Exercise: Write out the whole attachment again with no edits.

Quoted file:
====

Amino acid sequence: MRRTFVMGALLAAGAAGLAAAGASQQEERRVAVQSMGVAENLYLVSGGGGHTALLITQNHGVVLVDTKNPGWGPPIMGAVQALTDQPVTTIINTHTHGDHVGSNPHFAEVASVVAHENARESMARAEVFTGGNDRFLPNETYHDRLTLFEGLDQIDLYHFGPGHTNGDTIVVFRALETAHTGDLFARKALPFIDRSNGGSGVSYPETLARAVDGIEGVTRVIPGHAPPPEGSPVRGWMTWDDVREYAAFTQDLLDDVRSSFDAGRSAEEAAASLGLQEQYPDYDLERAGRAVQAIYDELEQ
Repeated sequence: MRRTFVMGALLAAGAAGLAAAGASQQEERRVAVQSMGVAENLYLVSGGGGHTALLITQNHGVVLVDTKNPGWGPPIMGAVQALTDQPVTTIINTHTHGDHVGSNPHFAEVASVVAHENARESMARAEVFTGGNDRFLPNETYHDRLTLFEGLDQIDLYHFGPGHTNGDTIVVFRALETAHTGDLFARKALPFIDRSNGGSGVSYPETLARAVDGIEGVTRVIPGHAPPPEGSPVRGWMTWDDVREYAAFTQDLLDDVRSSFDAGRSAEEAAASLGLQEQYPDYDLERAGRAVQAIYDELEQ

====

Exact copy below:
Amino acid sequence: MRRTFVMGALLAAGAAGLAAAGASQQEERRVAVQSMGVAENLYLVSGGGGHTALLITQNHGVVLVDTKNPGWGPPIMGAVQALTDQPVTTIINTHTHGDHVGSNPHFAEVASVVAHENARESMARAEVFTGGNDRFLPNETYHDRLTLFEGLDQIDLYHFGPGHTNGDTIVVFRALETAHTGDLFARKALPFIDRSNGGSGVSYPETLARAVDGIEGVTRVIPGHAPPPEGSPVRGWMTWDDVREYAAFTQDLLDDVRSSFDAGRSAEEAAASLGLQEQYPDYDLERAGRAVQAIYDELEQ
Repeated sequence: MRRTFVMGALLAAGAAGLAAAGASQQEERRVAVQSMGVAENLYLVSGGGGHTALLITQNHGVVLVDTKNPGWGPPIMGAVQALTDQPVTTIINTHTHGDHVGSNPHFAEVASVVAHENARESMARAEVFTGGNDRFLPNETYHDRLTLFEGLDQIDLYHFGPGHTNGDTIVVFRALETAHTGDLFARKALPFIDRSNGGSGVSYPETLARAVDGIEGVTRVIPGHAPPPEGSPVRGWMTWDDVREYAAFTQDLLDDVRSSFDAGRSAEEAAASLGLQEQYPDYDLERAGRAVQAIYDELEQ